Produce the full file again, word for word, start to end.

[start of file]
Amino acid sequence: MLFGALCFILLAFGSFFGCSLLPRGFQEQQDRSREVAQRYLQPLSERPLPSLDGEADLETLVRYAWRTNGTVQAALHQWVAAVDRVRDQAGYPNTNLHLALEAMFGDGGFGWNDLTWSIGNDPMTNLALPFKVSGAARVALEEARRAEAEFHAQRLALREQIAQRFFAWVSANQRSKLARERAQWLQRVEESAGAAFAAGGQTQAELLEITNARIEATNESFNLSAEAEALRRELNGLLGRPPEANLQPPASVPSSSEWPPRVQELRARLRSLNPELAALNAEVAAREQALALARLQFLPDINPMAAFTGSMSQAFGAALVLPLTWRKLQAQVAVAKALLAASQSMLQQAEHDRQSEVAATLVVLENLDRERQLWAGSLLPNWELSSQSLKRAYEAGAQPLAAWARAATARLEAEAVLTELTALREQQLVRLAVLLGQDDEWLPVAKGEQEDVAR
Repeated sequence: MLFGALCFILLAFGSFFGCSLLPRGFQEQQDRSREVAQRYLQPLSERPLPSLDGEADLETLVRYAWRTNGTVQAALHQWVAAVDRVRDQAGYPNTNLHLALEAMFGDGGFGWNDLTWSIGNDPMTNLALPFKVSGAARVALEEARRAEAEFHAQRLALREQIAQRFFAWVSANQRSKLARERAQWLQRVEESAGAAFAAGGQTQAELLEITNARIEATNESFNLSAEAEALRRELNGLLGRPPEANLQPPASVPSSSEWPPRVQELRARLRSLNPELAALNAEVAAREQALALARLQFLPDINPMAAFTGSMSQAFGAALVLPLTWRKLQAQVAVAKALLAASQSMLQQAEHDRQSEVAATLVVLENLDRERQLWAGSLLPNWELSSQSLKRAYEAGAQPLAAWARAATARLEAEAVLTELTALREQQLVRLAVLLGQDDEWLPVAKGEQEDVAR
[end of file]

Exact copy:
Amino acid sequence: MLFGALCFILLAFGSFFGCSLLPRGFQEQQDRSREVAQRYLQPLSERPLPSLDGEADLETLVRYAWRTNGTVQAALHQWVAAVDRVRDQAGYPNTNLHLALEAMFGDGGFGWNDLTWSIGNDPMTNLALPFKVSGAARVALEEARRAEAEFHAQRLALREQIAQRFFAWVSANQRSKLARERAQWLQRVEESAGAAFAAGGQTQAELLEITNARIEATNESFNLSAEAEALRRELNGLLGRPPEANLQPPASVPSSSEWPPRVQELRARLRSLNPELAALNAEVAAREQALALARLQFLPDINPMAAFTGSMSQAFGAALVLPLTWRKLQAQVAVAKALLAASQSMLQQAEHDRQSEVAATLVVLENLDRERQLWAGSLLPNWELSSQSLKRAYEAGAQPLAAWARAATARLEAEAVLTELTALREQQLVRLAVLLGQDDEWLPVAKGEQEDVAR
Repeated sequence: MLFGALCFILLAFGSFFGCSLLPRGFQEQQDRSREVAQRYLQPLSERPLPSLDGEADLETLVRYAWRTNGTVQAALHQWVAAVDRVRDQAGYPNTNLHLALEAMFGDGGFGWNDLTWSIGNDPMTNLALPFKVSGAARVALEEARRAEAEFHAQRLALREQIAQRFFAWVSANQRSKLARERAQWLQRVEESAGAAFAAGGQTQAELLEITNARIEATNESFNLSAEAEALRRELNGLLGRPPEANLQPPASVPSSSEWPPRVQELRARLRSLNPELAALNAEVAAREQALALARLQFLPDINPMAAFTGSMSQAFGAALVLPLTWRKLQAQVAVAKALLAASQSMLQQAEHDRQSEVAATLVVLENLDRERQLWAGSLLPNWELSSQSLKRAYEAGAQPLAAWARAATARLEAEAVLTELTALREQQLVRLAVLLGQDDEWLPVAKGEQEDVAR